Warriors’ land deals could be overturned if they enter administration
Unexplained land deals undertaken by the owners of Worcester Warriors could be investigated and ultimately overturned if the Premiership rugby club goes into administration.
The West Midlands club’s hierarchy have confirmed talks with HMRC after receiving a winding-up petition over unpaid tax, amid fears that a team who finished 11th last season could go into administration this week.
But Worcester’s owners, Colin Goldring and Jason Whittingham, are also facing questions over deals to sell two plots of land – the Sixways Stadium car park and some training pitches. Goldring and Whittingham are also directors of the company that bought the car park for a reported sum of £50,000.
“Who knows, the car park could be a right of way, it could be a ransom strip. It might be £50,000 worth of land but it may be worth more if it turns off any buyer,” Danny Davis, partner at Mishcon de Reya LLP, told City A.M.
“The timing of the deal with the car park looks worthy of investigation, theoretically, if the company enters liquidation or administration, and it would be pretty unusual to sell just that small parcel of land in the teeth of a winding-up petition.
“If administrators have issue with the timing of any of these asset purchases, they have the ability to investigate the transaction as to whether it’s either a transaction at undervalue [section 238 of the Insolvency Act], or a transaction in breach of the directors’ duties held towards the company.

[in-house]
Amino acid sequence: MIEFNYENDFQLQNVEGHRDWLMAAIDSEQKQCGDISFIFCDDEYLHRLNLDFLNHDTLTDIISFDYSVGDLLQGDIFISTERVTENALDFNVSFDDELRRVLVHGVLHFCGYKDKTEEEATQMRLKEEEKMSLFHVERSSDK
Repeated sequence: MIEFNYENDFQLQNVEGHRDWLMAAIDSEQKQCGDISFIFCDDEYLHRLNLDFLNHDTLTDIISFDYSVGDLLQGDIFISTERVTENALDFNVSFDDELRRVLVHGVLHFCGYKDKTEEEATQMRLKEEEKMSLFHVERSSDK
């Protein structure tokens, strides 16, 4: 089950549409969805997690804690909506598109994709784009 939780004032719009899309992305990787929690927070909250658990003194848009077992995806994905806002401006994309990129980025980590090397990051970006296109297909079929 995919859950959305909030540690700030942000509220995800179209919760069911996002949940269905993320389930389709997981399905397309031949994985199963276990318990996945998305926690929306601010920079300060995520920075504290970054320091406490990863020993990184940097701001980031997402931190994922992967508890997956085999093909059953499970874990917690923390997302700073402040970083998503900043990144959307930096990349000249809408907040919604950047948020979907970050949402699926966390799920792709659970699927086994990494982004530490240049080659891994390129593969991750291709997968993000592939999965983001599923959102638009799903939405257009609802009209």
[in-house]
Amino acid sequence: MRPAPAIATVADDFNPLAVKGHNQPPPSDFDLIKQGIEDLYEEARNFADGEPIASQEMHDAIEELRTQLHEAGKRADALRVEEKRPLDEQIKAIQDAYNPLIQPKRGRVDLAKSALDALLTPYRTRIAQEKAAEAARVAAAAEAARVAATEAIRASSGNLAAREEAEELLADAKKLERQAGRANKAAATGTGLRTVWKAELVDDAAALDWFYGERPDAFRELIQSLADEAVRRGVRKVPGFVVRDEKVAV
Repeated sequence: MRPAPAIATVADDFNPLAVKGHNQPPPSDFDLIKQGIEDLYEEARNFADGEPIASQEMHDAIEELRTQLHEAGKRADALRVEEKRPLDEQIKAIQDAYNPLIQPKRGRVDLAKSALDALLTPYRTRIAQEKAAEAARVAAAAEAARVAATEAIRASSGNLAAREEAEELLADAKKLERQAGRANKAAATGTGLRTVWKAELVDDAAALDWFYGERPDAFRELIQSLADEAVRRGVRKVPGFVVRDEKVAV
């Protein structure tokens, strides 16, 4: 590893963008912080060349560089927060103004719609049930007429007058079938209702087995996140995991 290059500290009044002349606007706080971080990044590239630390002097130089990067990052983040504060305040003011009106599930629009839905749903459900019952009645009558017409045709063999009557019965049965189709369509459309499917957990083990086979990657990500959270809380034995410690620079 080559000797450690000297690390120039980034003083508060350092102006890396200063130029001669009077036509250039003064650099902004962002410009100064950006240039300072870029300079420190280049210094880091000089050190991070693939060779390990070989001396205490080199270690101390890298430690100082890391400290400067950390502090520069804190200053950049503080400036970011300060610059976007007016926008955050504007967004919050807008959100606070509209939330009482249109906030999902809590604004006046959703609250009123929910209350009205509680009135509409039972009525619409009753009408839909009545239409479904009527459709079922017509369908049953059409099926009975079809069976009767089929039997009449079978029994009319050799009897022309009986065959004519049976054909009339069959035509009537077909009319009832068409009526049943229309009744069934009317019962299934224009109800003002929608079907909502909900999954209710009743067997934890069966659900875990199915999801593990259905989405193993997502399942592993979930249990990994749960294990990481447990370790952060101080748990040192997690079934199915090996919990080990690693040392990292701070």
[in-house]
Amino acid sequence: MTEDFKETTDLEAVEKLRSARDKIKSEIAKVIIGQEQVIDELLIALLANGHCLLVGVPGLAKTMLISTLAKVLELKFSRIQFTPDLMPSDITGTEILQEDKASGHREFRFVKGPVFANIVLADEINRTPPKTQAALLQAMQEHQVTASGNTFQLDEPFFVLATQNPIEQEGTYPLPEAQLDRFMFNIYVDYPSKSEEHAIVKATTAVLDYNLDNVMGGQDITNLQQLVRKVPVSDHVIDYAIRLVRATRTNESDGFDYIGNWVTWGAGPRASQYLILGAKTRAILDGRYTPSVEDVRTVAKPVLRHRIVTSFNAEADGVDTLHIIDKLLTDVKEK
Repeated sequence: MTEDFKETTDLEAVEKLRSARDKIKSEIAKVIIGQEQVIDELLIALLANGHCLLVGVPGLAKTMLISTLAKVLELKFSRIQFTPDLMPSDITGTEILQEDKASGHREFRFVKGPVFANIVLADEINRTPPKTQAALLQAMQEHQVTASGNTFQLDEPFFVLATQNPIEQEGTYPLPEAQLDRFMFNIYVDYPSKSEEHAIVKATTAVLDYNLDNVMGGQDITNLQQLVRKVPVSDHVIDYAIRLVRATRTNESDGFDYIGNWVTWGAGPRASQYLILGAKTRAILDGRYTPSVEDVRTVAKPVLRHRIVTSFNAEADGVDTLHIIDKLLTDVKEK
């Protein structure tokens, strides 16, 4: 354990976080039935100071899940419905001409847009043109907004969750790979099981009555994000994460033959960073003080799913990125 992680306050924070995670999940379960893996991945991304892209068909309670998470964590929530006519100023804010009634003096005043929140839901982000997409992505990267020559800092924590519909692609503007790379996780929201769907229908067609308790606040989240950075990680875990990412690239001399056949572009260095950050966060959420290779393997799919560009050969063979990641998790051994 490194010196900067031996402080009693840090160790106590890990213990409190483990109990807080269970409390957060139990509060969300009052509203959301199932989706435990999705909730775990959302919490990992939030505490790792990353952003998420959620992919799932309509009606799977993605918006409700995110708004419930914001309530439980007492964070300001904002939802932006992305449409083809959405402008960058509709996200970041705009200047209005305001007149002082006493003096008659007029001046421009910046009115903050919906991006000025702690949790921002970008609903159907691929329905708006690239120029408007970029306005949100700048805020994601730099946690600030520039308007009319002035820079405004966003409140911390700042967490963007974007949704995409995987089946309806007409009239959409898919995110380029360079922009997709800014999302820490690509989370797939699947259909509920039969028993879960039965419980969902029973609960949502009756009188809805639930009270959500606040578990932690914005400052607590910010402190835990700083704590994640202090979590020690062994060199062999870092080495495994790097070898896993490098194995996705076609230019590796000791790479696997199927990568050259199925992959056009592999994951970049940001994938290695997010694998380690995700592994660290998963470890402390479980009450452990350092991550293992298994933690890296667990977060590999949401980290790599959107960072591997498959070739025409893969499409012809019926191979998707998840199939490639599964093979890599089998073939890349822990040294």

“It is open to an administrator to say, ‘that’s a transaction that should be investigated’. It’s not uncommon to see these things get overturned.”
Worcester finally broke their silence on the club’s financial difficulties on Monday.
“Over the past week a lot of work has been done away from the media spotlight to try to navigate the club through the challenges that we currently face,” the club said in their first statement since responding to reports of their winding-up petition.
“That work continues, discussions are ongoing and we are reviewing the options available to the club.”
The Rugby Football Union board are in control of eventual punishments for clubs who fall into administration.
Ben Cisneros of Morgan Sports Law and the Rugby and the Law blog told City A.M.:“If a club goes into administration or liquidation, this is classed as an ‘Insolvency Event’ under the RFU’s regulations.
“If the Insolvency Event happens during the season, the club will automatically be relegated at the end of the season. If it happens before the start of the coming season, the club will be subject to a 35 league point deduction and possibly also relegation.
“However, these sanctions may be disapplied in the event that it is deemed a ‘no fault’ insolvency event – which explicitly includes where the event has been caused by a pandemic.”
A spokesperson for Premiership Rugby said: “The RFU and Premiership Rugby have been made aware that a winding up petition has been filed by HMRC against Worcester Warriors.
“Premiership Rugby and the RFU have been in regular contact with Worcester Warriors shareholders and management.
“Both parties have supported the club through the financial challenges of the last few years.
“We appreciate that this is unsettling for the players, the employees, the fans, and the community in Worcester and we will continue to work with all stakeholders to establish the appropriate next steps.”